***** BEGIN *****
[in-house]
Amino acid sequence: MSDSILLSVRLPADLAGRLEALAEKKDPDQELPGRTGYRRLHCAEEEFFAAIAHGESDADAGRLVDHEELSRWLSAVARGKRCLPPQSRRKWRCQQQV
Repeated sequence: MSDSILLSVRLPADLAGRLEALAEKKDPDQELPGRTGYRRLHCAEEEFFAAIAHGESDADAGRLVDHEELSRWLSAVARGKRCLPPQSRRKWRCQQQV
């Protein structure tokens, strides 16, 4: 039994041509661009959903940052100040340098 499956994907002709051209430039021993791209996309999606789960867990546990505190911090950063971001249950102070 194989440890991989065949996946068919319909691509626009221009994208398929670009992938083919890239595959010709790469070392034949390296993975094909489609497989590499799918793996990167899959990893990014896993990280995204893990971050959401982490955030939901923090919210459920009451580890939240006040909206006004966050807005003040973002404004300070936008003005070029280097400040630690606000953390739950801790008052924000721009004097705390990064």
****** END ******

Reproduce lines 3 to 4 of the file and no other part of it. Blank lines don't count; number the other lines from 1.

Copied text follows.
Repeated sequence: MSDSILLSVRLPADLAGRLEALAEKKDPDQELPGRTGYRRLHCAEEEFFAAIAHGESDADAGRLVDHEELSRWLSAVARGKRCLPPQSRRKWRCQQQV
């Protein structure tokens, strides 16, 4: 039994041509661009959903940052100040340098 499956994907002709051209430039021993791209996309999606789960867990546990505190911090950063971001249950102070 194989440890991989065949996946068919319909691509626009221009994208398929670009992938083919890239595959010709790469070392034949390296993975094909489609497989590499799918793996990167899959990893990014896993990280995204893990971050959401982490955030939901923090919210459920009451580890939240006040909206006004966050807005003040973002404004300070936008003005070029280097400040630690606000953390739950801790008052924000721009004097705390990064």